Who you gonna blame now, gun grabbers?
From MyNorthwest.com: Some students arrested for making threats, or even bringing weapons to school, are often allowed and encouraged by state and federal laws to return to the same school weeks later.
Parents and students at Bonney Lake High School reached out to KIRO 7 in February, saying a student returned to class after he was arrested the previous semester for carrying a loaded handgun to school and allegedly making threats to use it. Bonney Lake police confirmed the arrest and the discovery of the loaded pistol.
“I know my parents got a safety note from the school the day he was arrested,” said “Ronda,” a BLHS junior who wished to remain anonymous. “Then, last month, he was right back in school. We were like, why is he back here? Why were our parents not warned?”
Frustrated parents turned to a discussion page on Facebook. Among the 200 comments, one wrote, “Am I the only parent who is concerned that BLHS allowed the boy who brought the gun to school back in class? This is crazy!”
Rhonda said BLHS teachers, who seemed willing to discuss the arrest the day it happened, told students they were not allowed to talk about the conditions of the student’s return. The Sumner School District told KIRO 7 student privacy laws prevented them from sharing specific information, but the situation was “handled.” The district did not return phone messages March 5.
Under the Federal Gun Free Schools Act and a similar state law (RCW 28A.600.420) a student “shall be expelled from school for not less than one year” for firearms violations. But the laws also allow that district superintendent “may modify the expulsion of a student on a case-by-case basis.”
But according to the Office of Superintendent of Public Instruction (OSPI), special education students with known disabilities are given more federal rights to continue their education after being disciplined. That means, by law, a student could return to the same school within 45 days, even if they’re accused of making threats, or bringing a weapon to school — if the school determines the behavior happened because of the disability.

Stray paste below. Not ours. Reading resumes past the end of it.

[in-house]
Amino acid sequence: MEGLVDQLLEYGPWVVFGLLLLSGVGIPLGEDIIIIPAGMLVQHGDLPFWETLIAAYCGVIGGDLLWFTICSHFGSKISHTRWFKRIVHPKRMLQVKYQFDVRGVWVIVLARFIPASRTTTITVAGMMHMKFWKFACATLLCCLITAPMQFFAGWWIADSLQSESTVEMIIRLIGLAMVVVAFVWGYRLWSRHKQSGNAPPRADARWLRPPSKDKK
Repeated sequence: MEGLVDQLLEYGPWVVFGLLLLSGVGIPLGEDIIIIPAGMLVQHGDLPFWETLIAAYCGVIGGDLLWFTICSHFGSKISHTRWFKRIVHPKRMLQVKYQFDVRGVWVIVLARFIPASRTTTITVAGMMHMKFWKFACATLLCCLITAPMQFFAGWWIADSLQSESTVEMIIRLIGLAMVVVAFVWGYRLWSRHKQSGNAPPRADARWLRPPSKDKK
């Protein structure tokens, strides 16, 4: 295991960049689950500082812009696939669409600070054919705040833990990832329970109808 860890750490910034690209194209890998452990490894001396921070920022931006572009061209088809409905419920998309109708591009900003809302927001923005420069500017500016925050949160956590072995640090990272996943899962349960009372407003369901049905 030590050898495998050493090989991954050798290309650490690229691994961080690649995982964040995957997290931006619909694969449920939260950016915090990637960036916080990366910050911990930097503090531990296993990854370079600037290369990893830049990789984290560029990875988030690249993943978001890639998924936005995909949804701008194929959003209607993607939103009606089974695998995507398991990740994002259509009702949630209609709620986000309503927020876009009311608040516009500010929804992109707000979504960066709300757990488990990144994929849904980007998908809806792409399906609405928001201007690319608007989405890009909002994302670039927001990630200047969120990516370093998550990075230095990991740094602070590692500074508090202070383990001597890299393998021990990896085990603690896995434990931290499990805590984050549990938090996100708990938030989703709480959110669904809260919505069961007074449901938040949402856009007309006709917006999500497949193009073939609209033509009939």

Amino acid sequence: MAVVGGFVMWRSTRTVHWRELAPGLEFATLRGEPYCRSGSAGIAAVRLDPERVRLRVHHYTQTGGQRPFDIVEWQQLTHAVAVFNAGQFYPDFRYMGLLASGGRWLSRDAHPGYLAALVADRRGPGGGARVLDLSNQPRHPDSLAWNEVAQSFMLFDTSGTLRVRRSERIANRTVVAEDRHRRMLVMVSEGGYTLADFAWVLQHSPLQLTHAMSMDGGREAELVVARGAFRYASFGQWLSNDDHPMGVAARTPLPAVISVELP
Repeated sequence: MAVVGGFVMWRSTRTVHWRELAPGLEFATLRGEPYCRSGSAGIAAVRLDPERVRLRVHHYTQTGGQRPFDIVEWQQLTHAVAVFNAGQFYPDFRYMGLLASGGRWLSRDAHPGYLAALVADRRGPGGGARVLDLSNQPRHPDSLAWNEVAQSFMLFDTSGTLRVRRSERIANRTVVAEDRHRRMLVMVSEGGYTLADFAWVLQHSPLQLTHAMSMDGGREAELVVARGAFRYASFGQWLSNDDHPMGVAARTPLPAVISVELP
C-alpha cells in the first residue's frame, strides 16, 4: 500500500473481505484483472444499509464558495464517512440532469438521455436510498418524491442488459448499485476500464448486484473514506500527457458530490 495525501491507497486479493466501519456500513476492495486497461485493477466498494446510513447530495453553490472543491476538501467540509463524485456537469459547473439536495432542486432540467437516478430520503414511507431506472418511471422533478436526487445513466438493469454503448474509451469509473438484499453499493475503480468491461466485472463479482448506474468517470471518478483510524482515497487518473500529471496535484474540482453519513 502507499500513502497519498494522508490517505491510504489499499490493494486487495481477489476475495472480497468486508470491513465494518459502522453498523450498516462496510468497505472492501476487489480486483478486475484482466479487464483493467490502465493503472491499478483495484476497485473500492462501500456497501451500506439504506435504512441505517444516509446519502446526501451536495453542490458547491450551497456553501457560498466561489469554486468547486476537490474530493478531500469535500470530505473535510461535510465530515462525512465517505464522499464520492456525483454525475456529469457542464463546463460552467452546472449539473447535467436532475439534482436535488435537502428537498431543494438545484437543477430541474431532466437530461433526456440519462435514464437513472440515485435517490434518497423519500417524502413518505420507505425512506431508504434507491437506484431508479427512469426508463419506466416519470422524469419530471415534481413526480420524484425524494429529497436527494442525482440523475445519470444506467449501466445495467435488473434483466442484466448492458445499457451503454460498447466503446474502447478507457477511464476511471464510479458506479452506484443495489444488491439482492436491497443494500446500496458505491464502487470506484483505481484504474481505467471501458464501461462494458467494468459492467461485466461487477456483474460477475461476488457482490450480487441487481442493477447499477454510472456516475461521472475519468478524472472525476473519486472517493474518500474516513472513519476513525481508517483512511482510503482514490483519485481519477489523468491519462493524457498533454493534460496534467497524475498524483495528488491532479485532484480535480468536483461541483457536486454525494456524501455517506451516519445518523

A legal expert with OSPI said special exceptions are made for students with an IEP (Individualized Education Program). According to Washington state law, “Students eligible for special education, in general, may not be removed from her/his educational placement for more than 10 school days in a row or be subjected to a series of removals that total more than 10 school days in a year.”
“The exception to the rule, however, is when your student’s misbehavior involves ‘Special Circumstances’ — weapons, illegal drugs, or serious bodily injury. Your student may be removed for up to 45 school days regardless of whether your student’s behavior was a manifestation of her/his disability.”
School shooting threats have been made in Blaine, Bremerton, Eatonville, Spanaway Lake, Tacoma, Renton and Seattle since the massacre in Florida last month. Some have resulted in student arrests, but privacy laws prevent school districts from revealing specific details about students with an IEP.
Rhonda says students used to communicating every emotion on social media would feel more assured if they heard more details. “Especially now, after the Florida shooting, I feel if you bring a weapon to school you shouldn’t be allowed back into that school,” she said.